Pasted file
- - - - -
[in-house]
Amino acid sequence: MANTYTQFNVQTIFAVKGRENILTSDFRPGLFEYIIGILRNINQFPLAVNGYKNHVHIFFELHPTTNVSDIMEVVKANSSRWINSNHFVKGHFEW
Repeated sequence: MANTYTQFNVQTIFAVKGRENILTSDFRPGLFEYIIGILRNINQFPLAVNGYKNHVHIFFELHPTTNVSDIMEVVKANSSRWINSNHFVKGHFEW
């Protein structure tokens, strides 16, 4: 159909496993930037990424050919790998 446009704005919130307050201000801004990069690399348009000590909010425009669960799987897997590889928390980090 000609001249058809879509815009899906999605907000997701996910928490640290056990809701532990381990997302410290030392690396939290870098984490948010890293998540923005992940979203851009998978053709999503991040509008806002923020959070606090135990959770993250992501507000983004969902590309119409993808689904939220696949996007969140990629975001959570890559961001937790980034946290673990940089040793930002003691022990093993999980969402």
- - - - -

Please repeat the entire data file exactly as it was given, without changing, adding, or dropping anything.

[in-house]
Amino acid sequence: MANTYTQFNVQTIFAVKGRENILTSDFRPGLFEYIIGILRNINQFPLAVNGYKNHVHIFFELHPTTNVSDIMEVVKANSSRWINSNHFVKGHFEW
Repeated sequence: MANTYTQFNVQTIFAVKGRENILTSDFRPGLFEYIIGILRNINQFPLAVNGYKNHVHIFFELHPTTNVSDIMEVVKANSSRWINSNHFVKGHFEW
């Protein structure tokens, strides 16, 4: 159909496993930037990424050919790998 446009704005919130307050201000801004990069690399348009000590909010425009669960799987897997590889928390980090 000609001249058809879509815009899906999605907000997701996910928490640290056990809701532990381990997302410290030392690396939290870098984490948010890293998540923005992940979203851009998978053709999503991040509008806002923020959070606090135990959770993250992501507000983004969902590309119409993808689904939220696949996007969140990629975001959570890559961001937790980034946290673990940089040793930002003691022990093993999980969402």